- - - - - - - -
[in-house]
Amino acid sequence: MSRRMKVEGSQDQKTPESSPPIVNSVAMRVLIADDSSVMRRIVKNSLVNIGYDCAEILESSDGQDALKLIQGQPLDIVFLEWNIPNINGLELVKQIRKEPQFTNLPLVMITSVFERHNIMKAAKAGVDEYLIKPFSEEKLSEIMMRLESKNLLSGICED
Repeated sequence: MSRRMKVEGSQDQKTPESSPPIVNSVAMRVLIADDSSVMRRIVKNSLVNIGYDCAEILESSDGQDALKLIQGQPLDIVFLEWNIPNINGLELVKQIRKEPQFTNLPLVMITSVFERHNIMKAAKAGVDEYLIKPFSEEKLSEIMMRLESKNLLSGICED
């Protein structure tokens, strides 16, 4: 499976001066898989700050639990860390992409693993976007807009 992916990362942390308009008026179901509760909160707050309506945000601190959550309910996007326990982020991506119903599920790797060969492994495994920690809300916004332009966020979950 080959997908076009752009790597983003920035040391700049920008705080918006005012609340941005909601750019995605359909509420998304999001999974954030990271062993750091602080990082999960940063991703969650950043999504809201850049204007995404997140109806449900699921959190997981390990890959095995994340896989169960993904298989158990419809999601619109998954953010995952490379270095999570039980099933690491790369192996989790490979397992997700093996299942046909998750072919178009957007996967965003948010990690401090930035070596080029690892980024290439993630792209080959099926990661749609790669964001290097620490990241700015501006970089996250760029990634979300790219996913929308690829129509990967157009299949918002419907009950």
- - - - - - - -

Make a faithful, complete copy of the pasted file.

[in-house]
Amino acid sequence: MSRRMKVEGSQDQKTPESSPPIVNSVAMRVLIADDSSVMRRIVKNSLVNIGYDCAEILESSDGQDALKLIQGQPLDIVFLEWNIPNINGLELVKQIRKEPQFTNLPLVMITSVFERHNIMKAAKAGVDEYLIKPFSEEKLSEIMMRLESKNLLSGICED
Repeated sequence: MSRRMKVEGSQDQKTPESSPPIVNSVAMRVLIADDSSVMRRIVKNSLVNIGYDCAEILESSDGQDALKLIQGQPLDIVFLEWNIPNINGLELVKQIRKEPQFTNLPLVMITSVFERHNIMKAAKAGVDEYLIKPFSEEKLSEIMMRLESKNLLSGICED
């Protein structure tokens, strides 16, 4: 499976001066898989700050639990860390992409693993976007807009 992916990362942390308009008026179901509760909160707050309506945000601190959550309910996007326990982020991506119903599920790797060969492994495994920690809300916004332009966020979950 080959997908076009752009790597983003920035040391700049920008705080918006005012609340941005909601750019995605359909509420998304999001999974954030990271062993750091602080990082999960940063991703969650950043999504809201850049204007995404997140109806449900699921959190997981390990890959095995994340896989169960993904298989158990419809999601619109998954953010995952490379270095999570039980099933690491790369192996989790490979397992997700093996299942046909998750072919178009957007996967965003948010990690401090930035070596080029690892980024290439993630792209080959099926990661749609790669964001290097620490990241700015501006970089996250760029990634979300790219996913929308690829129509990967157009299949918002419907009950």